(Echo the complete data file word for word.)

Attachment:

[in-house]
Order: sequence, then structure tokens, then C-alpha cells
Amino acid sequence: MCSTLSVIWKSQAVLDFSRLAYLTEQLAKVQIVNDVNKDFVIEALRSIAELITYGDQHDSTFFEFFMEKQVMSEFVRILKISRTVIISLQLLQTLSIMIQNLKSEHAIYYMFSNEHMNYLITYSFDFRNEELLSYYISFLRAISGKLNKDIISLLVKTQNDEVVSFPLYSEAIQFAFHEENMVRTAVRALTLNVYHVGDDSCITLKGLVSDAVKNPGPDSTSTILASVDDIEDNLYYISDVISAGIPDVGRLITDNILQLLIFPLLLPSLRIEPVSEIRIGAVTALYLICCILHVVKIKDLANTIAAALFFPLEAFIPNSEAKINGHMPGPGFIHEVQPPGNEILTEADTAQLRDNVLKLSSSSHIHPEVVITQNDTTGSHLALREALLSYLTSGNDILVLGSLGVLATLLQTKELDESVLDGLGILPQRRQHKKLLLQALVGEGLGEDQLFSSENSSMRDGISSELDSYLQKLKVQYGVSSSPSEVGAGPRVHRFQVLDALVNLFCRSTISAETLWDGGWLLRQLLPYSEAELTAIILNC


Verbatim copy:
[in-house]
Order: sequence, then structure tokens, then C-alpha cells
Amino acid sequence: MCSTLSVIWKSQAVLDFSRLAYLTEQLAKVQIVNDVNKDFVIEALRSIAELITYGDQHDSTFFEFFMEKQVMSEFVRILKISRTVIISLQLLQTLSIMIQNLKSEHAIYYMFSNEHMNYLITYSFDFRNEELLSYYISFLRAISGKLNKDIISLLVKTQNDEVVSFPLYSEAIQFAFHEENMVRTAVRALTLNVYHVGDDSCITLKGLVSDAVKNPGPDSTSTILASVDDIEDNLYYISDVISAGIPDVGRLITDNILQLLIFPLLLPSLRIEPVSEIRIGAVTALYLICCILHVVKIKDLANTIAAALFFPLEAFIPNSEAKINGHMPGPGFIHEVQPPGNEILTEADTAQLRDNVLKLSSSSHIHPEVVITQNDTTGSHLALREALLSYLTSGNDILVLGSLGVLATLLQTKELDESVLDGLGILPQRRQHKKLLLQALVGEGLGEDQLFSSENSSMRDGISSELDSYLQKLKVQYGVSSSPSEVGAGPRVHRFQVLDALVNLFCRSTISAETLWDGGWLLRQLLPYSEAELTAIILNC